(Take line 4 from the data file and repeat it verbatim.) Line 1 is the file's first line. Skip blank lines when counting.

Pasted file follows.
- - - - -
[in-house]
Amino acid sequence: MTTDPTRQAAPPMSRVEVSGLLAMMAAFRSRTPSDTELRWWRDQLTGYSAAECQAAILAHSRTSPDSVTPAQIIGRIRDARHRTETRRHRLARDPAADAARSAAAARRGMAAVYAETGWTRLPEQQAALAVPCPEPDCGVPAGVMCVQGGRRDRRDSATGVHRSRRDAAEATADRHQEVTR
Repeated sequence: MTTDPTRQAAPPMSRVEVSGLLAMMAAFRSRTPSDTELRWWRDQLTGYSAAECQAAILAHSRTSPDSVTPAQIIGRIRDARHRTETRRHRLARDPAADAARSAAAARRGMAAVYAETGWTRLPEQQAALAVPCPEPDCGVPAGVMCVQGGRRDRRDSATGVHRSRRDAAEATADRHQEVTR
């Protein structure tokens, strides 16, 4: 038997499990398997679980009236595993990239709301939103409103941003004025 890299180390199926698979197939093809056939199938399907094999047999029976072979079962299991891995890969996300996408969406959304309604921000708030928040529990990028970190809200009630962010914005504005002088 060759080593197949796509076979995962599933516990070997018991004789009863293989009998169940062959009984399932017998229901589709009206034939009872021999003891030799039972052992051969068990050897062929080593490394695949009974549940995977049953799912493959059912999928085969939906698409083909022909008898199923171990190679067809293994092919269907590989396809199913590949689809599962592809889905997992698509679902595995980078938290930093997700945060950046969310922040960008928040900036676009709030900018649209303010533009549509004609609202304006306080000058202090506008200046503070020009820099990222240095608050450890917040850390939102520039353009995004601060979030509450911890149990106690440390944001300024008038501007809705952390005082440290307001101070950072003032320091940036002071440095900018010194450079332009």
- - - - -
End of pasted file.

């Protein structure tokens, strides 16, 4: 038997499990398997679980009236595993990239709301939103409103941003004025 890299180390199926698979197939093809056939199938399907094999047999029976072979079962299991891995890969996300996408969406959304309604921000708030928040529990990028970190809200009630962010914005504005002088 060759080593197949796509076979995962599933516990070997018991004789009863293989009998169940062959009984399932017998229901589709009206034939009872021999003891030799039972052992051969068990050897062929080593490394695949009974549940995977049953799912493959059912999928085969939906698409083909022909008898199923171990190679067809293994092919269907590989396809199913590949689809599962592809889905997992698509679902595995980078938290930093997700945060950046969310922040960008928040900036676009709030900018649209303010533009549509004609609202304006306080000058202090506008200046503070020009820099990222240095608050450890917040850390939102520039353009995004601060979030509450911890149990106690440390944001300024008038501007809705952390005082440290307001101070950072003032320091940036002071440095900018010194450079332009």